POOL WORK

Numerous workers gathered early this month at the construction site of City of Houston's new swimming pool.

Members of the Houston City Council on Monday received a broad briefing on numerous projects underway — ranging from construction of a new municipal swimming pool to improvements at the municipally owned golf course and installation of a high-speed internet system.

Members:

—Heard from Don Romines, a former long-time city councilman, who asked the city to consider adopting a previously discussed guideline that would restrict spending down reserve funds. He made the request because he and he said others in the community are considered about the city’s spending in the middle of global pandemic. City Administrator Scott Avery recommended last October a policy that would outline the number of months of reserves that the city must maintain and not access. Romines also asked the council to consider a personnel policy that would put the six-member body in charge of department head oversight rather than the city administrator.

—Authorized the purchase of a new heating and cooling system for the club house at the Houston Municipal Golf Course. The bid went to Jackson Heating and Cooling in Summersville. The cost is $16,300, and the system will replace one described as being too small and inefficient.

—Approved the purchase of an ice machine for use at the golf club house. It also will used for private events. The bid went to Ron Stow of Houston and will cost $4,227.

—Okayed a $9,561 bid for installation of full-court basketball court on Main Street at Emmett Kelly Park. It will have a polypropylene surface like one recently installed north of there.

—Approved new tables for use at Emmett Kelly Park pavilions. The new ones are manufactured to withstand vandalism and will replace wooden ones. The cost is $7,721.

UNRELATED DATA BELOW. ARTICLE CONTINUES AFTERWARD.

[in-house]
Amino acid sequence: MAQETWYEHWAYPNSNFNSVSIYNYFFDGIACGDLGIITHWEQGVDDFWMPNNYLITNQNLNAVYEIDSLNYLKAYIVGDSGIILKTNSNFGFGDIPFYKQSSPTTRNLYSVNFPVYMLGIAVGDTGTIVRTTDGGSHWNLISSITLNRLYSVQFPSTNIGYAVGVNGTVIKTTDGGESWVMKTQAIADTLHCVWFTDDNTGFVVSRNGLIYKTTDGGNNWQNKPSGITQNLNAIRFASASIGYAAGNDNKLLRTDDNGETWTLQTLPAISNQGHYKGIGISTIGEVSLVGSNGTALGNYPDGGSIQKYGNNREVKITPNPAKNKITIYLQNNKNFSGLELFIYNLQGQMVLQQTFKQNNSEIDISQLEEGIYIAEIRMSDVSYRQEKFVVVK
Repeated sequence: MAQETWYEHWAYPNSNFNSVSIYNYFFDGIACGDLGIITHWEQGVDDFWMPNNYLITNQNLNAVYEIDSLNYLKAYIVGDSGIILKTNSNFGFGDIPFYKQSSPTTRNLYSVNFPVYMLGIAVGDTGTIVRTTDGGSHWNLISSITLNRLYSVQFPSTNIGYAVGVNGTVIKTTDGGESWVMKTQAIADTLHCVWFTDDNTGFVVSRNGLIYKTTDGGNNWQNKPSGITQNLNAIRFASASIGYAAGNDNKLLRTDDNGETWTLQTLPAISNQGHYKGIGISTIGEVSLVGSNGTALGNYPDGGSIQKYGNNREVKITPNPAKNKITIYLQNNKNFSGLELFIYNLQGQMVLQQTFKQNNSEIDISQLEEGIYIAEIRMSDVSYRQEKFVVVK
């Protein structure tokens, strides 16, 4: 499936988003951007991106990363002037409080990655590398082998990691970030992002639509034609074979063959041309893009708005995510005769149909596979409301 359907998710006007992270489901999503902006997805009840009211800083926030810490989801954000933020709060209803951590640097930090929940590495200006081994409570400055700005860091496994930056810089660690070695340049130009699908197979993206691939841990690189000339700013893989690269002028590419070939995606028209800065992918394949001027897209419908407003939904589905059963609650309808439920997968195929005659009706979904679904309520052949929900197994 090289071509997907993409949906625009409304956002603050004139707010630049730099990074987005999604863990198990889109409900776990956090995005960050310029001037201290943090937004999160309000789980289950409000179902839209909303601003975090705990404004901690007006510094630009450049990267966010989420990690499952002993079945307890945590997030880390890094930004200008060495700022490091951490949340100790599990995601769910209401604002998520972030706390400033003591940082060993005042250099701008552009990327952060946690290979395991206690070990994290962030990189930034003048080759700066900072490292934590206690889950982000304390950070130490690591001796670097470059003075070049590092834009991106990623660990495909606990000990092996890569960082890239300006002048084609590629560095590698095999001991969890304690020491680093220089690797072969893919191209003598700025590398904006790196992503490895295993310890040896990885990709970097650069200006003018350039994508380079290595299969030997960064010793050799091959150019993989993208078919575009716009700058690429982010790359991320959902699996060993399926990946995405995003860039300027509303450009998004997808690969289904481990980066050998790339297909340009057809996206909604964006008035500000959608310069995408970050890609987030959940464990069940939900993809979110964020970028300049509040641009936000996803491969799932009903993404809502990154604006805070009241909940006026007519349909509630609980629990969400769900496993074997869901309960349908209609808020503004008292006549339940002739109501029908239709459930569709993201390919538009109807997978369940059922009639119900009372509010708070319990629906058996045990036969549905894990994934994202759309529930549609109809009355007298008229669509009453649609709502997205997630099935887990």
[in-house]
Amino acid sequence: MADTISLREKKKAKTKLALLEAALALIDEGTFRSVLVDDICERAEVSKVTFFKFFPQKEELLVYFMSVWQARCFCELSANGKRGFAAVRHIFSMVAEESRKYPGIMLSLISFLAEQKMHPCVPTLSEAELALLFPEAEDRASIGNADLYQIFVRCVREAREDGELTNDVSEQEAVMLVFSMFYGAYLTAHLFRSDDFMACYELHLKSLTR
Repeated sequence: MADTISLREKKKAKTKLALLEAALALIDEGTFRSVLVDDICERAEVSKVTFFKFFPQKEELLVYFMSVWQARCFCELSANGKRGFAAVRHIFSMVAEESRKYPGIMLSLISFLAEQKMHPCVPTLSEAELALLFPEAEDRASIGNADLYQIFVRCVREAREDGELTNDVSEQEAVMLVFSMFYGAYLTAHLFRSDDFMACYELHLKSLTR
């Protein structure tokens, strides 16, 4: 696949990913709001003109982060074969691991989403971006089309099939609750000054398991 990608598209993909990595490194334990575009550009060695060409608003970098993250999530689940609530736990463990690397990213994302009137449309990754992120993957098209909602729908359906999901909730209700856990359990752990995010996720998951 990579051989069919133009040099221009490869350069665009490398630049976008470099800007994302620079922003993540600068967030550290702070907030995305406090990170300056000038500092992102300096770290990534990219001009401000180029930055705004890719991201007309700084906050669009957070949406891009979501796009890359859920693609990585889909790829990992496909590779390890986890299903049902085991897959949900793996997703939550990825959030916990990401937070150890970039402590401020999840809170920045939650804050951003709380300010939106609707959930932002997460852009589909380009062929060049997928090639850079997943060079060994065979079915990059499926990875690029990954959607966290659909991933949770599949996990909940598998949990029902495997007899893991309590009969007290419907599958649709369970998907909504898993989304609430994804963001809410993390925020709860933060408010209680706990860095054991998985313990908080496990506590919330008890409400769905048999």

—Approved the installation of stainless steel bathroom fixtures at restrooms at Emmett Kelly Park. The cost is $11,357.

Voters last year approved a one-cent sales tax with half of the proceeds earmarked for the parks department. Director Stetson Evetts made the presentations.

—Continued discussions to clarify the city’s ordinances related to the appointment of some city officials, the command structure for supervision of department heads and which officials’ appointments are governed by state statute. No decisions were made, and the matter is likely to be finalized at its June 1 meeting.

—Approved hiring C.M. Archer Group of Rolla for engineering services. Its scope of work includes design of a bath house for the Houston Municipal Swimming Pool and sidewalk work from near First Street on U.S. 63 to West Highway 17, as well as on King Street from Chestnut to Ozark.

—Are expected to finalize a policy June 1 that details the procedure for any forgiveness of an excessive water bill when a leak occurs on the owner’s side of the meter.

—Heard that for the first time in three months the Houston Municipal Court is set to meet June 25 following a shutdown of court systems throughout the state due to the coronavirus. When Houston’s court reopens there will be new guidelines in place: A temperature check before entering the building, wearing facemasks and a limitation on the number of people entering at one time. Additionally, the sessions will likely be limited to a meeting room in city hall and not the broader council chambers. It is hoped that the additional cost will come  from a nearly $3 federal million grant for the response in the county. The county commission is overseeing the funds.